Definition, Nature and Scope of Tort and important maxims

Definition, Nature and Scope of Tort and important maxims

Introduction: –

Tort in Latin word means tortum. A tort is unliquidated damages. The tort French word is wrong. It implies conduct that is twisted or wrongful. In Roman law, tort corresponds to delict. The tort is a breach of a duty independent of any contract or crime.

There are two types of wrongs: –

1)Civil Wrong

2)Criminal Wrong

1)Civil wrong is divided into two parts: –

  1. a) Civil wrong which has no legal action.
  2. b) Civil wrong which breaks legal action.

2)Criminal Wrong

Criminal wrong differs from civil wrongs. Criminal wrongs are behaviors that harm society as a whole rather than one individual. When people violate the criminal law there are generally sanctions that include fines.

Definition of Tort: –

1)John Salmond defines a tort as,” a civil wrong which the remedy is common for unliquidated damages which do not breach of contract, breach of a tort, quasi- contractual law.”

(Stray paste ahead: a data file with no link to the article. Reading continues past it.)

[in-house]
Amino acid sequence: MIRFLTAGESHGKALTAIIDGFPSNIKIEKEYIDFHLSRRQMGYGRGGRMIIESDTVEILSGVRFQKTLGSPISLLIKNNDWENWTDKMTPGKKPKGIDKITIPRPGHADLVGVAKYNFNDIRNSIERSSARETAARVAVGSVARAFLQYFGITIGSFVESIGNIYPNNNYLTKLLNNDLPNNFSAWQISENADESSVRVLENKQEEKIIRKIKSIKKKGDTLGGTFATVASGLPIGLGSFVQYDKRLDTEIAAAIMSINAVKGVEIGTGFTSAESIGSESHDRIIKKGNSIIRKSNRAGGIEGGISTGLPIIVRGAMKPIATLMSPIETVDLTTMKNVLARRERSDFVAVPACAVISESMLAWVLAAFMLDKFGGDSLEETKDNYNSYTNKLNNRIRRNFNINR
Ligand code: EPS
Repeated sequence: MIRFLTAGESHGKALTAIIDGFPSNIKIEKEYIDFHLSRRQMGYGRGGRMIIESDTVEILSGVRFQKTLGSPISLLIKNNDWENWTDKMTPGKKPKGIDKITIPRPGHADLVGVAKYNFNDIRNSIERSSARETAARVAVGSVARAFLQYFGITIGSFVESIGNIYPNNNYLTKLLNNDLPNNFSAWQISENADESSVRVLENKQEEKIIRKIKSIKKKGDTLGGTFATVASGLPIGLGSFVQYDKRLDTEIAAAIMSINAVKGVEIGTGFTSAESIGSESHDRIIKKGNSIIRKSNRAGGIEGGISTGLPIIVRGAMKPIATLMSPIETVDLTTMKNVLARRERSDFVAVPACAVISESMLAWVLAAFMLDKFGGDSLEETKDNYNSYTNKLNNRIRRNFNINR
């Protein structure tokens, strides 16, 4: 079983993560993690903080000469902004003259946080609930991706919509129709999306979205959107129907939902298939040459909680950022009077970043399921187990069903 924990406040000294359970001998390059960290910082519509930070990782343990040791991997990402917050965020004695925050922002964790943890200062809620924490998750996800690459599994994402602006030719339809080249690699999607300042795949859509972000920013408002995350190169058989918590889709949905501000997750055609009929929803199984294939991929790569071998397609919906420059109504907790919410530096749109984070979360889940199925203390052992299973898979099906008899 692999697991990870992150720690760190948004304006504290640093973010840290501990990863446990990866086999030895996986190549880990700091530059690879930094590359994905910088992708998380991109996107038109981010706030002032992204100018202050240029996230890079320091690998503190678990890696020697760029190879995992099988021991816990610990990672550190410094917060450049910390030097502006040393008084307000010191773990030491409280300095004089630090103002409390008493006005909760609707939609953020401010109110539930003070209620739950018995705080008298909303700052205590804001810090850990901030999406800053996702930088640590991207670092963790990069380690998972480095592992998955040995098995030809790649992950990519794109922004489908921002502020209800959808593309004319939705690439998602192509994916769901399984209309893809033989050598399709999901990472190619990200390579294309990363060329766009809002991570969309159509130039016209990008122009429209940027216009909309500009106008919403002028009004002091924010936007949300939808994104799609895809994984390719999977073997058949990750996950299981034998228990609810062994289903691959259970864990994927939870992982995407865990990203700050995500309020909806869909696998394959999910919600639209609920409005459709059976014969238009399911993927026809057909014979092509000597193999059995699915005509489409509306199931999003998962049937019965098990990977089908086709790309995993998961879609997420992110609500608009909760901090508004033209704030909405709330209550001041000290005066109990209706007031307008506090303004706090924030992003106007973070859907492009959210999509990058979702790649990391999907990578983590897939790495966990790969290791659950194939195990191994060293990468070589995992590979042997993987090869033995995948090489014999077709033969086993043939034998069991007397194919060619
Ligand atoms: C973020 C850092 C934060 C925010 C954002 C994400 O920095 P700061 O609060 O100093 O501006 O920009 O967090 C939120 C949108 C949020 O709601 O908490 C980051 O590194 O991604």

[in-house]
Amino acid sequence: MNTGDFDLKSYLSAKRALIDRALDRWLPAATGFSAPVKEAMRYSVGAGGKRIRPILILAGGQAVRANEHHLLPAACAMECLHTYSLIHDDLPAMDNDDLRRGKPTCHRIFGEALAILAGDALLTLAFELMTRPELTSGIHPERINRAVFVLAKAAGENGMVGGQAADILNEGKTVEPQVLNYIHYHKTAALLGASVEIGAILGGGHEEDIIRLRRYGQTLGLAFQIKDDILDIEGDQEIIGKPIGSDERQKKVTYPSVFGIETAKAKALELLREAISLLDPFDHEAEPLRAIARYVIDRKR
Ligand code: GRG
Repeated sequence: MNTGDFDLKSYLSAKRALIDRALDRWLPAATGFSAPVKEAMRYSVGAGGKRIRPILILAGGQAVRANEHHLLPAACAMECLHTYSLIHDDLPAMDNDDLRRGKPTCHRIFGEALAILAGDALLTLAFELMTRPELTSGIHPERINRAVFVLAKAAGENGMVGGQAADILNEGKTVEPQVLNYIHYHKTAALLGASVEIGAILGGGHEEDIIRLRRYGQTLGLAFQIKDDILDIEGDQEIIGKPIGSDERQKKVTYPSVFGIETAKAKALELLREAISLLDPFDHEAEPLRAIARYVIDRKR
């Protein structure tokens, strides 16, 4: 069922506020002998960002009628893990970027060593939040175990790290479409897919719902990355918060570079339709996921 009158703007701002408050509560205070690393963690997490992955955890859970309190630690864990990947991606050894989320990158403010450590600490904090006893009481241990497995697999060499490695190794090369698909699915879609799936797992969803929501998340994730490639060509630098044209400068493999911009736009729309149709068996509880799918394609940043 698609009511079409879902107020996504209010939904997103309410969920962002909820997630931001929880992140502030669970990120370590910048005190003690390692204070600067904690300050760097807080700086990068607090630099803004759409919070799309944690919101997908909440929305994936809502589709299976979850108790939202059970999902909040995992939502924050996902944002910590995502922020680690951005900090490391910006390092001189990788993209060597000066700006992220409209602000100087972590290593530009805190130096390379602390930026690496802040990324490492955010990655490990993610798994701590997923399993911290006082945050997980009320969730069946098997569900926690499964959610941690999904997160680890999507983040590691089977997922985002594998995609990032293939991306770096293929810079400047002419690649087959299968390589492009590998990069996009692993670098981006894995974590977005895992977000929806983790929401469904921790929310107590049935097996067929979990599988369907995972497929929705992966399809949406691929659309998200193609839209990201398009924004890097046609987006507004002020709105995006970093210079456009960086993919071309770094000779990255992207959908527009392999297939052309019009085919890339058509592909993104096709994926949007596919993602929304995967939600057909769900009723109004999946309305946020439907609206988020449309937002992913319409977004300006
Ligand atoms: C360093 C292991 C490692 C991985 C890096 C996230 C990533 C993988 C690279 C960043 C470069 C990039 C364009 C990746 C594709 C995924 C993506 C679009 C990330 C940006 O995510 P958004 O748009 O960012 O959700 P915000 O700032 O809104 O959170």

2)Clerk and Lindsell defines a tort as,” a civil wrong independent of contract for which the appropriate remedy is common law.”

3)Ratanlal and Dhirajlal define tortas,” a civil wrong, independent of contract for which appropriate remedy is an action for damages.”

Nature of Tort: –

1)Tort is a civil wrong.

2)It is an infringement of a right in rem and not a person am.

3)Right is infringed by law independent of the consent of parties.

4)Right is fixed by law, independent of the consent of parties.

5)In England, the remedy for violation of such legal right is common law.

6)The remedy for violation of the right is compensation in terms of money damages.

Scope of Tort: –

Difference between Tort and Crime: –

                              TORT                                        CRIME
1.The wrongdoer must compensate the injured party. 1.The offender is punished by the State.
2.The suit is filed by the plaintiff. 2.Action is taken by the State.